DIGITAL CONTENT CREATOR

A new SMS smishing malware that targets Android mobile users in the U.S. and Canada has been discovered by cybersecurity researchers.

The malicious campaign uses text message lures related to COVID-19 regulations and vaccine news to trick victims into clicking on a link that will infect their mobile devices.

Analysts at the mobile and email security company Cloudmark dubbed the malware TangleBot and according to them, hackers use this new form of malware in an attempt to steal confidential and banking information.

The malware has been given the moniker TangleBot because of its many levels of obfuscation and control over a myriad of entangled device functions, including contacts, SMS and phone capabilities, call logs, internet access, and camera and microphone.

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Not only that the malware is able to gain private data, but it can also overlay banking or financial apps and directly steal the victim’s account credentials.

tanglebot malware

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How Does It Work?

The attacks start with text messages that pose as COVID regulations and the third dose of COVID vaccines appointment confirmations content, urging subscribers to click on the link in the message. Then a website appears informing the victim that their Adobe Flash player is out-of-date and requires updates.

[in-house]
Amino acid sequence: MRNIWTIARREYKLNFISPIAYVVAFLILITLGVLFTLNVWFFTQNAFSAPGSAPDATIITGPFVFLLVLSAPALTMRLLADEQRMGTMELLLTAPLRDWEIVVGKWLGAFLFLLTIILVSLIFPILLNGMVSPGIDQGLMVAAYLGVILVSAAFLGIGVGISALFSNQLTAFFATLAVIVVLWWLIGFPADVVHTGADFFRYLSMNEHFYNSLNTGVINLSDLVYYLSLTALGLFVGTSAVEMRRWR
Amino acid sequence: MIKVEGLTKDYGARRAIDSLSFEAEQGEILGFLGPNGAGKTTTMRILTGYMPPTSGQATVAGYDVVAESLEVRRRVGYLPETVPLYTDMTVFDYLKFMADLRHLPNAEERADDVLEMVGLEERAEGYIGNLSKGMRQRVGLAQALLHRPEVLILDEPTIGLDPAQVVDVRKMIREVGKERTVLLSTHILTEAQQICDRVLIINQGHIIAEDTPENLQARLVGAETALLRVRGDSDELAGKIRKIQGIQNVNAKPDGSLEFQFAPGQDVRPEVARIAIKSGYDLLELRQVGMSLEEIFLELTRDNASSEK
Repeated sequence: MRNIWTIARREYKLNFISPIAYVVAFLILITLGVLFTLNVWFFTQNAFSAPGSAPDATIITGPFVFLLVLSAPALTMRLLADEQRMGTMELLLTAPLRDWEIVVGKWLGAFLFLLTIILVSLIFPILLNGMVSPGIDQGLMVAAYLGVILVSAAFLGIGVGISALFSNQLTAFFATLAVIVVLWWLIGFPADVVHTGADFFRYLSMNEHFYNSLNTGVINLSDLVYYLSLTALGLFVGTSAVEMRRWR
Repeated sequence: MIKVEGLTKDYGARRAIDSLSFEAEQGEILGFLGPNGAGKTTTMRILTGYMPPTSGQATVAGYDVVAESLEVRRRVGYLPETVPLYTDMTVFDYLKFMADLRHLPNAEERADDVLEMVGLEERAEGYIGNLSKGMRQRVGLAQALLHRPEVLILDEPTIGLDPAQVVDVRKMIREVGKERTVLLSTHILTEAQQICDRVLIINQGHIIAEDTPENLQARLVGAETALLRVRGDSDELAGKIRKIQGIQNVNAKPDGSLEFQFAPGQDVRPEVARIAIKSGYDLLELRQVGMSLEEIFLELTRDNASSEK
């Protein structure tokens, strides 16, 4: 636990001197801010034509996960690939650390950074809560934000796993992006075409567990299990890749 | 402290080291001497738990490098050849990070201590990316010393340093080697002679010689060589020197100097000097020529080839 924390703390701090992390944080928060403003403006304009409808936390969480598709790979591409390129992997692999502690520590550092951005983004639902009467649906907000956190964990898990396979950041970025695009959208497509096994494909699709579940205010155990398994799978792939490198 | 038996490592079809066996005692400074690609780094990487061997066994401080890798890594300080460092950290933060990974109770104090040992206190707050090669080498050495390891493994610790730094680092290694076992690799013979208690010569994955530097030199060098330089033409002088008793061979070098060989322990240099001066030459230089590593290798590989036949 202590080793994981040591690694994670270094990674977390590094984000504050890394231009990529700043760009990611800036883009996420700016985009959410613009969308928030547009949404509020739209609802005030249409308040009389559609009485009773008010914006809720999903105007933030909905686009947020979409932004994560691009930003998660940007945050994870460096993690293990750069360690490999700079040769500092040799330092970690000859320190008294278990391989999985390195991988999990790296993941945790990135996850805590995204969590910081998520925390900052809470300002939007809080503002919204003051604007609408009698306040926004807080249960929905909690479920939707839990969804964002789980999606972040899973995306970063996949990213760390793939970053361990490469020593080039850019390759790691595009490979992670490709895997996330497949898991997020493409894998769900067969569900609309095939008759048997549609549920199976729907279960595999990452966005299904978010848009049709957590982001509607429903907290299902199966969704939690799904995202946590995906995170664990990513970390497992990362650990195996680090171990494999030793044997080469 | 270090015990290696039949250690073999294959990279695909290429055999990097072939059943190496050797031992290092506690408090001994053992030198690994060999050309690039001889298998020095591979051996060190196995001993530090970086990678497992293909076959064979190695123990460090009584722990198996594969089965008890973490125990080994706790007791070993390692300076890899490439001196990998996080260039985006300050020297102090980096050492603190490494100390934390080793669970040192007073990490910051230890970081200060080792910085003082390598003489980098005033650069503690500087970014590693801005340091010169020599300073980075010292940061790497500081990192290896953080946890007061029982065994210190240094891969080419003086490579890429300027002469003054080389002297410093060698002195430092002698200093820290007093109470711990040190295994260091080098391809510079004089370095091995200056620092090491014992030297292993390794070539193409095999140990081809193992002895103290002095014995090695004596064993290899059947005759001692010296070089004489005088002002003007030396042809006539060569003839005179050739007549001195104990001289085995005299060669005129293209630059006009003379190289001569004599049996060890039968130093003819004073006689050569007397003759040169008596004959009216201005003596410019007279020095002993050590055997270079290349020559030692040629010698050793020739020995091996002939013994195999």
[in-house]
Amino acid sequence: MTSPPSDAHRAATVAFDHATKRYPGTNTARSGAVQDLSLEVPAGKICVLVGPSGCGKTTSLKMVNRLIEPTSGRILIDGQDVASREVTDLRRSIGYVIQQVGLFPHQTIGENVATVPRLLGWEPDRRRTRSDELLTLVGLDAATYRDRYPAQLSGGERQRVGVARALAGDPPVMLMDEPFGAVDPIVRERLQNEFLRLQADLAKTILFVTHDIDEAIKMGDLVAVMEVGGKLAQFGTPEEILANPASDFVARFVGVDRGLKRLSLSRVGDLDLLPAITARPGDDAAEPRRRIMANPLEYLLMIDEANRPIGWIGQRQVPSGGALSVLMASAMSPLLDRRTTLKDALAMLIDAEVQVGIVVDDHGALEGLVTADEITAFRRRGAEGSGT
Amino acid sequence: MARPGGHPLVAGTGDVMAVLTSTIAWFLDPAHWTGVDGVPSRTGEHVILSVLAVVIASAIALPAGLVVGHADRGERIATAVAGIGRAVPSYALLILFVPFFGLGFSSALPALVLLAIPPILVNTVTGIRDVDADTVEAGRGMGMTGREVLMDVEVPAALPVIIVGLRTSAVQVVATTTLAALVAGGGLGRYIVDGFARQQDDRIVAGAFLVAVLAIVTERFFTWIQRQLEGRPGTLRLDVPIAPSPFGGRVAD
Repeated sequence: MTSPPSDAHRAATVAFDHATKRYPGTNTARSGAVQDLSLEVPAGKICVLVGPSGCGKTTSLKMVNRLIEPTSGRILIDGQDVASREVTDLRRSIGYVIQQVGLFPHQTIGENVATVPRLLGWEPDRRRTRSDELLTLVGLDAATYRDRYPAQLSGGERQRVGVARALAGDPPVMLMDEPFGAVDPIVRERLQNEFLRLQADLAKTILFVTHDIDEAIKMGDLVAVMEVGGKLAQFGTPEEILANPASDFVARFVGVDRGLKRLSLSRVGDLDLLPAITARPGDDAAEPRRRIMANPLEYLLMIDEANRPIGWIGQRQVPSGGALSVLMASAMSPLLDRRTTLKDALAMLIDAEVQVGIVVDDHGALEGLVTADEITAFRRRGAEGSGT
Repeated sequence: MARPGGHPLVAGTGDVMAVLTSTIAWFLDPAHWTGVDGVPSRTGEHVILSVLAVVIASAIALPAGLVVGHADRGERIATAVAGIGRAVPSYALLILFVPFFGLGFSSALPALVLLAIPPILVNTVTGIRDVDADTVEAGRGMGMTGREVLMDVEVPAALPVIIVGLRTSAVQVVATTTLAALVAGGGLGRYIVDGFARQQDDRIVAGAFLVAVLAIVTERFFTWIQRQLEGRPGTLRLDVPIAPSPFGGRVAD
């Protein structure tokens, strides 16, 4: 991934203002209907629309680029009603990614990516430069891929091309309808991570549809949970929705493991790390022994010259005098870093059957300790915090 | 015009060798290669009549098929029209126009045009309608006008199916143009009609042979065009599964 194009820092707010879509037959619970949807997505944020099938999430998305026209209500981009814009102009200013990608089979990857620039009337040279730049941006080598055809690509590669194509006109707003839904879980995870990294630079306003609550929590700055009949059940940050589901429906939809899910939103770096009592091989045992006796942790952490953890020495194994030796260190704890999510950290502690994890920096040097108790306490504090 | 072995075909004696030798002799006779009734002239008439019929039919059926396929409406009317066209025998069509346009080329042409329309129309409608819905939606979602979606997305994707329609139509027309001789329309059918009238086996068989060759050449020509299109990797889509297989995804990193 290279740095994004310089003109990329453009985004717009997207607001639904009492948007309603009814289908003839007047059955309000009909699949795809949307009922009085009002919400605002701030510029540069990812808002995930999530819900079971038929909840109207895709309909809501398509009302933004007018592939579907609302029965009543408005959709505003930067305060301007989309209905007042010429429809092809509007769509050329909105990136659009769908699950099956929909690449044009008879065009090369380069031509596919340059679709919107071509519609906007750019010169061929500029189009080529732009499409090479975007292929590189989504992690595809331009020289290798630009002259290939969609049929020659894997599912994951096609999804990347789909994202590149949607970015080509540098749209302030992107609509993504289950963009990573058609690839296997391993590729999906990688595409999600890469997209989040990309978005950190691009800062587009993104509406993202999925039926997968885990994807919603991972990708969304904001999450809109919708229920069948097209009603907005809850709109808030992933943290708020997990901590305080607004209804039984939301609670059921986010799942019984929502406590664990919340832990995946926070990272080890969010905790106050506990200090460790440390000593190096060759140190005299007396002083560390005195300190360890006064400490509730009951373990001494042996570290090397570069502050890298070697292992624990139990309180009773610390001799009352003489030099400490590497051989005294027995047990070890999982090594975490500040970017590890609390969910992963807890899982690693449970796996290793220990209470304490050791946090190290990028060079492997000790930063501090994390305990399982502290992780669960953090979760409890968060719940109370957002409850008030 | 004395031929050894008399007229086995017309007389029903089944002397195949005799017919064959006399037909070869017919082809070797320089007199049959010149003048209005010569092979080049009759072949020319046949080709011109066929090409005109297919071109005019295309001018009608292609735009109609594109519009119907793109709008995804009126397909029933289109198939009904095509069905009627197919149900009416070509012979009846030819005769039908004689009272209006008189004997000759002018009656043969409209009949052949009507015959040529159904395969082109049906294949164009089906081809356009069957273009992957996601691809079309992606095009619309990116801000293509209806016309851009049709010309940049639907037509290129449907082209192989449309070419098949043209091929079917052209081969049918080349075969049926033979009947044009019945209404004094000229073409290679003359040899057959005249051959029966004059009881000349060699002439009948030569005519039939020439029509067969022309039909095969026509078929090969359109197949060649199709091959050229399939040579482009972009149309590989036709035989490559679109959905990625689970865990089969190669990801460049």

As soon as the user decides to “update” the software, the TangleBot malware gets installed on the Android device.

What Happens Next?

Following the fake update, the TangleBot malware can now access and manage functions such as contacts, SMS and phone capabilities, call logs, internet, camera, and microphone, and the location service and the hackers can:

  • intercept phone calls;
  • send and receive text messages;
  • record the camera, screen, or microphone audio or stream them directly to the cybercriminals;
  • implement other device observation capabilities.

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What Can Users Do?

Cloudmark advises users to pay attention to suspicious messages and think twice before providing their mobile phone numbers to companies.

If users receive an SMS from a company that includes a web link, they shouldn’t click on the link provided in the text message. Instead, use their device’s browser to access the firm’s website directly.

The users are also advised to report any attempt of SMS phishing and spam and avoid the installation of software that’s outside a certified app store from the vendor or Mobile Network Operator.

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